what you get here

This is not a blog which expresses instant opinions on current events. It rather uses incidents, books (old and new), links and papers as jumping-off points for some reflections about our social endeavours.
So old posts are as good as new! And lots of useful links!

Tuesday, June 24, 2014

What is to be Done?

Since 2001 I’ve been worrying away at a long essay variously entitled “What is to be Done?”, “Living for Posterity” and “Draft Guide for the Perplexed”
The original note was written around 5 questions (which are in the opening page of the "Living for...".link) relating to the fundamental question of what someone with my experience and resources could and should do to contribute to an improvement (rather than destruction) of the human lot.
That basically involved a quick sketch of global conditions and assessment of the impact of a variety of (the obvious) agencies to those conditions of injustice and powerlessness.

Ten years later, with the global meltdown confirming the grip of neo-liberal theft, I readily confessed not only that I still didn’t have an answer – but (in section 6) that I had whittered away some of my allotted time…

In an update I added that I was struck with the absence of realistic and critical studies of the efficacy of the British governance arrangements at this point in the 21st Century – although most Brits (or rather English) accept that their political system is in a dreadful state.
I have thought long and hard – and can produce only four analyses which might be read with benefit by the concerned and perplexed in that country. Two are 10 years old – the other two 5 years old…..We have, of course, countless academic studies of the operation of the British Parliament, of political parties, of voting systems, of local government, of devolved arrangements, of the civil service, of public management (whether Ministries, core executive, agencies), of the Prime Minister’s Office, of the European dimension etc – and a fair number of these are reasonably up-to-date. But most of it is written for undergraduates – or for other academic specialists who focus on one small part of the complex jigsaw. There is so very little which actually tries to integrate all this and give a convincing answer to the increasing number of citizens who feel that there is no longer any point in voting; that politicians are either corrupt or hopelessly boxed in by global finance and corporate interests.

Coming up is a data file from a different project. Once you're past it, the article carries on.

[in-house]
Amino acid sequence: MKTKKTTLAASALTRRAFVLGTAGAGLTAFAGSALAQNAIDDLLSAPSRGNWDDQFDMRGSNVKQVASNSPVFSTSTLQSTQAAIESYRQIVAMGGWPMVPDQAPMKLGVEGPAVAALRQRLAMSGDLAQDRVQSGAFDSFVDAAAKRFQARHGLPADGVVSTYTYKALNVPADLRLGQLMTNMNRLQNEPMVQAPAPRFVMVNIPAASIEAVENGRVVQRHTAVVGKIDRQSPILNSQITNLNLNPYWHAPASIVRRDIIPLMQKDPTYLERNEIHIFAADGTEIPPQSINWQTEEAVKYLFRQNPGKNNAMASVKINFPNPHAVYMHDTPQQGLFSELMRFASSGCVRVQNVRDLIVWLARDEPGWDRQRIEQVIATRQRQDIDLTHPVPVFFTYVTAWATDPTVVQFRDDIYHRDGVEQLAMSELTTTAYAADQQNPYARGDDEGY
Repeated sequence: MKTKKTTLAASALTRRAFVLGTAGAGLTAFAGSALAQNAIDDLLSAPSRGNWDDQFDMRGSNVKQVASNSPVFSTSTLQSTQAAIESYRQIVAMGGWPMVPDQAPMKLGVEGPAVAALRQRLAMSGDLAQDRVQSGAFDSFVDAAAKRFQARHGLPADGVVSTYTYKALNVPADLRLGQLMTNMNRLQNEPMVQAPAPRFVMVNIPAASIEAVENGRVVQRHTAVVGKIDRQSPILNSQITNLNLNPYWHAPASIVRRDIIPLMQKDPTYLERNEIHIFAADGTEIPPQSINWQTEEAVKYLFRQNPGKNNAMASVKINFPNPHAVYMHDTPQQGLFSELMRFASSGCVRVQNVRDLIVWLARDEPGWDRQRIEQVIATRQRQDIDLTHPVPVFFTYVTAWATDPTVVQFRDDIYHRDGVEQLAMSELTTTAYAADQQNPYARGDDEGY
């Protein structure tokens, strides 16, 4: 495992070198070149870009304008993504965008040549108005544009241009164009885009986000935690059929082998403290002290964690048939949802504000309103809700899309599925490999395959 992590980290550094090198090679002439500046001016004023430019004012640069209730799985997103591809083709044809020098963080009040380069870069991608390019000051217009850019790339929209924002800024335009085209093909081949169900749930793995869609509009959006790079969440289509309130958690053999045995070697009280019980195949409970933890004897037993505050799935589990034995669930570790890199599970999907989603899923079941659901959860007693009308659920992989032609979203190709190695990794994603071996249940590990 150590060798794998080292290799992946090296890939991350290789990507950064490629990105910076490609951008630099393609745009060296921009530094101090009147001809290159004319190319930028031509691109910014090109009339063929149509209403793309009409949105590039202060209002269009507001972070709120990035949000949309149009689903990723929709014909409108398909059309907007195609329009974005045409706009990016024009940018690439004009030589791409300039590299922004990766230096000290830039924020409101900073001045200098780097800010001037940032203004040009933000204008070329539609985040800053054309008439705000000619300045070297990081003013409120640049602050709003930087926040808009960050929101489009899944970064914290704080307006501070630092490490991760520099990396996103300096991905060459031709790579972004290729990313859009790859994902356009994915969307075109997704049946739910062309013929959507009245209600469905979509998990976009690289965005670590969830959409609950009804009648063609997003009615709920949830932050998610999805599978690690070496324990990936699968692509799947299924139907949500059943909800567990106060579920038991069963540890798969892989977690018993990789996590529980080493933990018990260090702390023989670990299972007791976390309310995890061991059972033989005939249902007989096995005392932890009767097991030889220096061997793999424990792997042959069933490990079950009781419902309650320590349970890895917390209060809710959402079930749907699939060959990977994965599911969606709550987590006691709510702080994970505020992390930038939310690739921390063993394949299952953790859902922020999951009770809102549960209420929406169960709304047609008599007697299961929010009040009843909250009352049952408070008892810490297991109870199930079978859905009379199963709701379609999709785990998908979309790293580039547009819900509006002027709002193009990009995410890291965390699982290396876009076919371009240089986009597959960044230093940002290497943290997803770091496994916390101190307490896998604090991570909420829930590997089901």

The four studies I picked out were by a journalist (George Monbiot), a consultant/academic (Chris Foster) and two commissioned by a charitable foundation (Rowntree Trust) – although 2 real academics( Colin Leys and Allyson Pollock) did get honourable mentions.
The question today is whether the last four years has seen any significant additions to our understanding of power in Britain - let alone Europe - and how it might best be challenged. These years have seen the various "Occupy" movements but have they seen a clear agenda for change emerge? 

In a future post, I want to look in particular at the extent to which political scientists have tried to deal with this question…..
For the moment I would have to say that there seems only one serious challenge – that that is the very serious possibility that Scottish voters will vote to break away from the rUK in September. That would set off an earthquake – and who knows what would fall down and be built in its place……

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